Streams of buoyant party workers and supporters moving in and out of the BJP’s Assam state office in Guwahati made it difficult to enter the party office for any visitor. At around 10 am on Thursday, the local television channels darting figures of vote counting showed the party leading in more than 50 seats.
By 11 am, party workers started dancing to the tunes of popular Assamese songs played through a high intensity music system in the office premises. By then a large television screen was set up on a stage decked in saffron in the lawns of the BJP, showing the party’s climbing vote share — leading in more than 60 seats out of the 126 assembly constituencies; the state still had several rounds of counting left.
Was not it too early for BJP, a party that never was even a part of a government in Assam to celebrate? The final result could be very different from what the early trends predict. “Certainly not,” said Utpal Das a party worker, rejoicing along with his co-workers in the office premises. “We are just early to catch the signal of victory,” he added smilingly — “see, there is a tried and tested formula to predict election result in Assam,” he said and further illustrated, “the formula says that if a political party manages to win over the Guwahati East constituency in the city, then it is certain that the party will form government in Assam eventually . It is a strange historical co-incidence in the state’s electoral politics, that has been showing itself up in every assembly election in Assam,”said Das.Results of assembly elections held in the earlier years show that this strange historical co-incidence has been continuing to occur since the election held in 1967.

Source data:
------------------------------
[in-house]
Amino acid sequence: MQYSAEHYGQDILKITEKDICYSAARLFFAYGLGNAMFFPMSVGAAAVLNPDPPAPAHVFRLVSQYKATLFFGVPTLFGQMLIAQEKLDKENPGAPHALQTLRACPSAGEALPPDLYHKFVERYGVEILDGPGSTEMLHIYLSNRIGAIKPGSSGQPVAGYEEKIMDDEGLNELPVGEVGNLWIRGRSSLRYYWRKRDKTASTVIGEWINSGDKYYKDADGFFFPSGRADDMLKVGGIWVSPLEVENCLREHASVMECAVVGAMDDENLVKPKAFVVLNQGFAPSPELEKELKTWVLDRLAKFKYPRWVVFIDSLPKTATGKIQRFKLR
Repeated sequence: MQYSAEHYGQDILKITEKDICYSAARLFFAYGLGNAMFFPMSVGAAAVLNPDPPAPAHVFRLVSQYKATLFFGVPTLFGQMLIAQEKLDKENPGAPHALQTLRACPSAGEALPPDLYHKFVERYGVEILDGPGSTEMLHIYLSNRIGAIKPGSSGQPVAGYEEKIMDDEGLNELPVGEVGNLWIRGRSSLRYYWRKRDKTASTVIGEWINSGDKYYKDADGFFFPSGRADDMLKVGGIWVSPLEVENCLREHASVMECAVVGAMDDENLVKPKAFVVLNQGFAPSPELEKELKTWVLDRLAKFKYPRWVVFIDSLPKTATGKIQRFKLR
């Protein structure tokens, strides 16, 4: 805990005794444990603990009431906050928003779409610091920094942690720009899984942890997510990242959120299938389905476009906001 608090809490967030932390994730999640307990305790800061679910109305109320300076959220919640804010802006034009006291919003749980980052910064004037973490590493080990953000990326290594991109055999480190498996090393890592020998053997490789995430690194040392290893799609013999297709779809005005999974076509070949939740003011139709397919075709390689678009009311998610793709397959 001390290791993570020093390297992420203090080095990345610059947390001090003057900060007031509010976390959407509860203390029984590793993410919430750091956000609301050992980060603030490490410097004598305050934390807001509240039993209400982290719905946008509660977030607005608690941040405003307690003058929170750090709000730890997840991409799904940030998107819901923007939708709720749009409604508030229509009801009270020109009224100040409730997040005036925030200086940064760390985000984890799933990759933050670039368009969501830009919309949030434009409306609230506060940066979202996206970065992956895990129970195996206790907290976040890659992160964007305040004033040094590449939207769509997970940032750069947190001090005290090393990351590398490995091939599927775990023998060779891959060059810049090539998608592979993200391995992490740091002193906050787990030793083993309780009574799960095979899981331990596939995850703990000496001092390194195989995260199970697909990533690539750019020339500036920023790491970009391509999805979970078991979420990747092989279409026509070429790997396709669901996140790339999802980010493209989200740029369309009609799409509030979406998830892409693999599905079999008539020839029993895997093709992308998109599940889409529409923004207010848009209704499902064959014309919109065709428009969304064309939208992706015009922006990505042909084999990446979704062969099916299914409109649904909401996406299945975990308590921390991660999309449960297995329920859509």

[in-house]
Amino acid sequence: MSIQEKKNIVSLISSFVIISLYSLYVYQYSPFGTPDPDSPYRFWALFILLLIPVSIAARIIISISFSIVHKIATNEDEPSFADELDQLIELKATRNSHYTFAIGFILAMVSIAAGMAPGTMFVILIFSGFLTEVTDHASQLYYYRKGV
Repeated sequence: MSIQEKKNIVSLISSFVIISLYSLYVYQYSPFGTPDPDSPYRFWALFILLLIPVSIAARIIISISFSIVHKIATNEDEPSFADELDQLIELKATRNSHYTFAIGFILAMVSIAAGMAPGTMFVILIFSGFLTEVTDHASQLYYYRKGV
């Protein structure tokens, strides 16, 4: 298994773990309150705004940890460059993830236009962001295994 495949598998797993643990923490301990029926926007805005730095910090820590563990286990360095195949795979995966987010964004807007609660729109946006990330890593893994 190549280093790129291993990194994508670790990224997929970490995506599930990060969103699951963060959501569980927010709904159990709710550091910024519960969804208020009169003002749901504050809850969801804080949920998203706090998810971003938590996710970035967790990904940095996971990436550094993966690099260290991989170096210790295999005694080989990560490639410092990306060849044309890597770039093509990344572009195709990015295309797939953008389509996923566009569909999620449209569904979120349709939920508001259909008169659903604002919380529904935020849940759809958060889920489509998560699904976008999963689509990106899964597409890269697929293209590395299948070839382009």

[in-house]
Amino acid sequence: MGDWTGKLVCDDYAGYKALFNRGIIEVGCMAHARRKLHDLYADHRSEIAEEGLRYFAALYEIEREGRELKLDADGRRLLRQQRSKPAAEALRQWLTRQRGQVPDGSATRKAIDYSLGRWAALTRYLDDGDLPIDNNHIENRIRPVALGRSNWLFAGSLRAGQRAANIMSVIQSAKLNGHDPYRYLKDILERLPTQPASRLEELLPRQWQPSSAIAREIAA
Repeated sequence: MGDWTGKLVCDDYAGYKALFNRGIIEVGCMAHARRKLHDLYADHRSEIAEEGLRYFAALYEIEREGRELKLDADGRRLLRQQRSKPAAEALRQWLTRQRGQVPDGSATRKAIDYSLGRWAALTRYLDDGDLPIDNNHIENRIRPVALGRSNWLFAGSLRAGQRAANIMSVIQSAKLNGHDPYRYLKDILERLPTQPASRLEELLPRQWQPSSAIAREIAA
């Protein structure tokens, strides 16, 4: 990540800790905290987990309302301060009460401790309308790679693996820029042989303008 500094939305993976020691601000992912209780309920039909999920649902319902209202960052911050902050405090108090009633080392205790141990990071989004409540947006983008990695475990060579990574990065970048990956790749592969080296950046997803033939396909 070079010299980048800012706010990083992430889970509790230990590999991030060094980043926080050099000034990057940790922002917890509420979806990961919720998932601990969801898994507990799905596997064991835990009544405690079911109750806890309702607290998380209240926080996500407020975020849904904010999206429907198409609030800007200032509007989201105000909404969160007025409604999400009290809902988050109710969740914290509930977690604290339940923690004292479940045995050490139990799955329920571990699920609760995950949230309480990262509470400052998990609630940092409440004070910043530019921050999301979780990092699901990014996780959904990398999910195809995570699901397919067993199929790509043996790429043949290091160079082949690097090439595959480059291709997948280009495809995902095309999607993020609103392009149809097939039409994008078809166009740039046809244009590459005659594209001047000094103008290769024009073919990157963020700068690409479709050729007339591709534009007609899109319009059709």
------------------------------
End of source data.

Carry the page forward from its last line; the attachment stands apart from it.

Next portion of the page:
“In that year Mahendra Mohan Choudhury of Indian National Congress won Guwahati East seat and the party formed government. This trend continued with each government formed in Assam after that. Even in 2011 assembly election, Congress candidate Robin Bordoloi won the seat and Tarun Gogoi of Congress remained in the position of the Chief Minister for the third consecutive term,” said Santanu Sharma, another party worker.
He explained that even well researched exit polls sometimes prove wrong. But Guwahati East never goes wrong in its prediction.
BJP had an inkling that it will win the seat this time around. “In fact one of our leaders and election strategists Himanta Biswa Sarma declared beforehand that the party will win this seat with a record margin of almost one lakh votes. This only boosted our belief that this time we will be forming the government,” said Das.
It is no wonder that the party set up a stage in the lawn decorated with bright saffron cloth by Wednesday, a night before the counting had actually begun. The mercury soared high in the party office on Thursday, as soon as the television screen in the stage showed the party’s Guwahati East candidate Siddhartha Bhattacharya leading in number of votes, for the first time at 11am. And that lead came as a indisputable cause to rejoice for the party workers.
By the time the Siddhartha Bhattacharya won the seat of Guwahati East with a margin of more than 960000 votes on Thursday, many of the congress stalwarts namely former Ministers Prodyut Bordoloi, Gautam Roy, Bharat Chandra Narah, Irrigation Minister Chandan Sarkar, Parliamentary Secretary Bhupen Bora saw themselves defeated.
Air was filled with smoke of crackers bursted by BJP workers, after Election Commission website showed the party having won 43 seats and leading in 18 seats with Congress barely managing to win 21 seats and with a lead in 4 constituencies.
It was a historic day for the party marching towards forming a government for the first time with historical co-incidence that predicted a political party’s victory in the election well ahead of time again.
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